Tag: Jacob

Moral Determination

A.W. Tozerby A.W. Tozer

He was glad, and exhorted them all, that with purpose of heart they would cleave unto the Lord. Acts 11:23

Though we do not have much of it in this age of spineless religion, there is nevertheless much in the Bible about the place of moral determination in the service of the Lord. The Old Testament tells us that “Jacob vowed a vow,” and Daniel “purposed in his heart.” Paul determined “not to know anything among you, save Jesus Christ, and Him crucified.” Above all, we have the example of the Lord Jesus “setting His face like a flint” and walking straight toward the cross. These and many others have left us a record of spiritual greatness born out of a will firmly set to do the will of God! They did not try to float to heaven on a perfumed cloud, but cheerfully accepted the fact that “with purpose of heart they must cleave to the Lord.”

We must surrender—and in that terrible, wonderful moment we may feel that our will has been forever broken, but such is not the case. In His conquest of the soul, God purges the will and brings it into union with His own, but He never breaks it!

by A.W. Tozer

Conquer First, Bless Second

A.W. Tozerby A.W. Tozer

Then the man said, “Your name will no longer be Jacob, but Israel, because you have struggled with God and with men and have overcome.” Genesis 32:28

The experiences of men who walked with God in olden times agree to teach that the Lord cannot fully bless a man until He has first conquered him. The degree of blessing enjoyed by any man will correspond exactly with the completeness of God’s victory over him. This is a badly neglected tenet of the Christian’s creed, not understood by many in this self-assured age, but it is nevertheless of living importance to us all. This spiritual principle is well illustrated in the Book of Genesis.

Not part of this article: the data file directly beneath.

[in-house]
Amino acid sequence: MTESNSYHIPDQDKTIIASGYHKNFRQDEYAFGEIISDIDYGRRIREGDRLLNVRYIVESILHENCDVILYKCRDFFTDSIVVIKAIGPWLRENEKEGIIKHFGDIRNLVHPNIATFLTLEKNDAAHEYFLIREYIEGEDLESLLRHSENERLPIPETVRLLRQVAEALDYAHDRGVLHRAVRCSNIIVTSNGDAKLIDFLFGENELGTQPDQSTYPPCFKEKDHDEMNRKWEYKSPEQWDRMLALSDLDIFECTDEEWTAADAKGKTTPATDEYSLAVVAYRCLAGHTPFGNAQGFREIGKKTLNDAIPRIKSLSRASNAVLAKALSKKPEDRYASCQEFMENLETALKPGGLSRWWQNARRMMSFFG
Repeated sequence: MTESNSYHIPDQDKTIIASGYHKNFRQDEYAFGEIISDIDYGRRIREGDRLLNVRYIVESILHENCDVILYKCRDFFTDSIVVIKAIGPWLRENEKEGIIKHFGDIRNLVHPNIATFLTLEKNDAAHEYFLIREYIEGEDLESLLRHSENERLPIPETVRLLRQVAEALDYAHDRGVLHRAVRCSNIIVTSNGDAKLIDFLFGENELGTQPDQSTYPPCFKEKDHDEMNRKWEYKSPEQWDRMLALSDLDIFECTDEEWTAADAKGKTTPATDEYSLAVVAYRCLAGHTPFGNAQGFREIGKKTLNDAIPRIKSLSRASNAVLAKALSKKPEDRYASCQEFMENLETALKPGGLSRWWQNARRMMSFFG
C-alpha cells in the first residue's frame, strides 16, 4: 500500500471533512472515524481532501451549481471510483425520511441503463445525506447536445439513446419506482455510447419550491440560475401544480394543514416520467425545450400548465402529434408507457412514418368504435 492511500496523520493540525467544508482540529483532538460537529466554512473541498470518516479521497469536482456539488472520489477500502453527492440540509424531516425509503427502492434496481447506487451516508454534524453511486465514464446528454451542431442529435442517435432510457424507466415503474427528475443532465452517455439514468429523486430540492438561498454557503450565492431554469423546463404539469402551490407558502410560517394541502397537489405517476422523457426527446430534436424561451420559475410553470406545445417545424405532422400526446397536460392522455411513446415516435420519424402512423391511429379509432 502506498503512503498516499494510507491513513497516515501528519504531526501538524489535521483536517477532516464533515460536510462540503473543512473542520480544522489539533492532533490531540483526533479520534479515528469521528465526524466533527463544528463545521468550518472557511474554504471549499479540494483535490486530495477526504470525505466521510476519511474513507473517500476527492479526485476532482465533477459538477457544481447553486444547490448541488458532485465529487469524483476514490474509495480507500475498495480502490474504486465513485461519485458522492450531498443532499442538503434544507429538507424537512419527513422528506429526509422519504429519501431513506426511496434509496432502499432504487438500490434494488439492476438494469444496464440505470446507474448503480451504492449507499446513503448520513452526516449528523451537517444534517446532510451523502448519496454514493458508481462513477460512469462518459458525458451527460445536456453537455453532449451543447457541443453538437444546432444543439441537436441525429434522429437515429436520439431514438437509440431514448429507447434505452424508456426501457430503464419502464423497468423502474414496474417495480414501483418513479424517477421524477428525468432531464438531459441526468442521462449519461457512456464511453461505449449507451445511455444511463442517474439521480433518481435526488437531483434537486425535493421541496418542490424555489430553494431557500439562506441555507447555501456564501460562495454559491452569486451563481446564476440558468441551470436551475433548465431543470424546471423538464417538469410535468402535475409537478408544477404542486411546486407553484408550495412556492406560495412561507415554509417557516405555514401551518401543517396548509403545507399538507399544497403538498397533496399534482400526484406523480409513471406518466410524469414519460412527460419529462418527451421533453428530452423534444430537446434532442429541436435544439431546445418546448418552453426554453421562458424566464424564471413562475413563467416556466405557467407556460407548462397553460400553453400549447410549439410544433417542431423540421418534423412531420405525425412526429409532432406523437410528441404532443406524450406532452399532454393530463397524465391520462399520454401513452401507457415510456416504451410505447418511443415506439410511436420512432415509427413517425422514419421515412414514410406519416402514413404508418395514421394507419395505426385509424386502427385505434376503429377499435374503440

Jacob was the wily old heel-catcher whose very strength was to him a near-fatal weakness. For two-thirds of his total life, he had carried in his nature something hard and unconquered. Not his glorious vision in the wilderness nor his long bitter discipline in Haran had broken his harmful strength. He stood at the ford of Jabbok at the time of the going down of the sun, a shrewd, intelligent old master of applied psychology learned the hard way. The picture he presented was not a pretty one. He was a vessel marred in the making. His hope lay in his own defeat. This he did not know at the setting of day, but had learned before the rising of the sun. All night he resisted God until in kindness God touched the hollow of his thigh and won the victory over him. It was only after he had gone down to humiliating defeat that he began to feel the joy of release from his own evil strength, the delight of God’s conquest over him. Then he cried aloud for the blessing and refused to let go till it came. It had been a long fight, but for God (and for reasons known only to Him) Jacob had been worth the effort. Now he became another man, the stubborn and self-willed rebel was turned into a meek and dignified friend of God. He had “prevailed” indeed, but through weakness, not through strength.

by A.W. Tozer